Primordial acts or arts?

Here we go again. The Ministry of Education is discussing the idea of removing art classes from secondary education. And that’s just one of the changes being proposed.

There are two angles to the story, of course: one being the loss of employment by teachers who have made their talent a profession. I think it’s fair to say the issue of unemployment these days has high stakes and, yes, anyone living with the fear of losing their job has a right to be concerned. But the other angle is as equally disturbing – and perhaps even more deeply rooted. The education of any further generation without art in their curriculum is somewhat reducing a whole educational, philosophical, practice, and encouraging an inward looking approach to a European world which is traditionallly differentiated, country by country, by its cultural and artistic differences.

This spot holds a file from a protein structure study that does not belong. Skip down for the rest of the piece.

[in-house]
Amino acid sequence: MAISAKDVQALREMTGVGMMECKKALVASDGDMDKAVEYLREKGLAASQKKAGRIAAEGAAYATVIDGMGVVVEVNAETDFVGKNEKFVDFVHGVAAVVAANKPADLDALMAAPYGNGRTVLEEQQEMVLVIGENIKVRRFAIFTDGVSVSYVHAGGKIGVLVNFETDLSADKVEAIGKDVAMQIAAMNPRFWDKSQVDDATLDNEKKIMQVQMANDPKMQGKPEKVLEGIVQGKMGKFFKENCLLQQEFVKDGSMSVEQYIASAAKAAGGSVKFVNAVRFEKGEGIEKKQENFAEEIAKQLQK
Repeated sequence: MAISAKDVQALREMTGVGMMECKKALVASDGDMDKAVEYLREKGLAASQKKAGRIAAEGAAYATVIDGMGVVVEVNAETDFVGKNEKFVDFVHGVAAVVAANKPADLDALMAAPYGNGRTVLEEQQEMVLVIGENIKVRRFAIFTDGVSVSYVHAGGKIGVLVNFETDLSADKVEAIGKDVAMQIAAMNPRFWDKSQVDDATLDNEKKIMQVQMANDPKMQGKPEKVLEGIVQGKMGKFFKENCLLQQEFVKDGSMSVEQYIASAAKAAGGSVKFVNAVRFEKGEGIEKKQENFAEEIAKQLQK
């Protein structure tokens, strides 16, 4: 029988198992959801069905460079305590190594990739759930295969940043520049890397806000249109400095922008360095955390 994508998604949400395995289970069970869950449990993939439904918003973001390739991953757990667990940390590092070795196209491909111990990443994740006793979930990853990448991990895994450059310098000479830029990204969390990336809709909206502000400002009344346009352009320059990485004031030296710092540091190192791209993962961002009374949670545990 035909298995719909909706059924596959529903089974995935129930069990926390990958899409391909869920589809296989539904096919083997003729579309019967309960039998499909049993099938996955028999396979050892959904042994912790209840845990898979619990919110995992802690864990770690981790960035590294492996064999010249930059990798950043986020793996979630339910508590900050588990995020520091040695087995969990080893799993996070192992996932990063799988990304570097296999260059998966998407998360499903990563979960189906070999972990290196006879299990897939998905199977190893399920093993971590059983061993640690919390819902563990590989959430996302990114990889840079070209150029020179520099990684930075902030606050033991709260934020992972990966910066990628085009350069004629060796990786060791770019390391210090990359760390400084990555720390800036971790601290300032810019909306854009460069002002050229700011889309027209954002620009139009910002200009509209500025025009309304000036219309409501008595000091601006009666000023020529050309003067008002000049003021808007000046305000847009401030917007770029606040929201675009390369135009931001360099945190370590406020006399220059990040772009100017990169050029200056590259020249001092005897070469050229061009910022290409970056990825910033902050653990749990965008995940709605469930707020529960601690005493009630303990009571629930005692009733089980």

Surely, we must keep on seeing our educational systems with a globalised, rounded vision, where the importance of a mathematical brain coincides with a visual one, and where the tendency of students to lean towards one subject more than another is one that is defined, dealt with and endured by students themselves and not the leading heads who, for whatever reason, have decided to contemplate the unimaginable. Meanwhile, the Finns are also in the process of changing their educational system. What they want to do is scrap the traditional “teaching by subject” and favour “teaching by topic”, which in a nutshell gives a broader approach to subject matters – yet there is no mention of scrapping any school subjects altogether.

I have to wonder why art is always the first subject to suffer within our educational system. Beyond my casual curiosity, this should also give me a concrete explanation as to why and how a vast majority of people on the island have a belittling notion of what the subject has to offer. I will however remain grounded in my position: a life without music, paintings, theatre, video, sculpting, and fine arts in general should never be subject to negotiation. It’s of vital essence to encourage balanced individuals.

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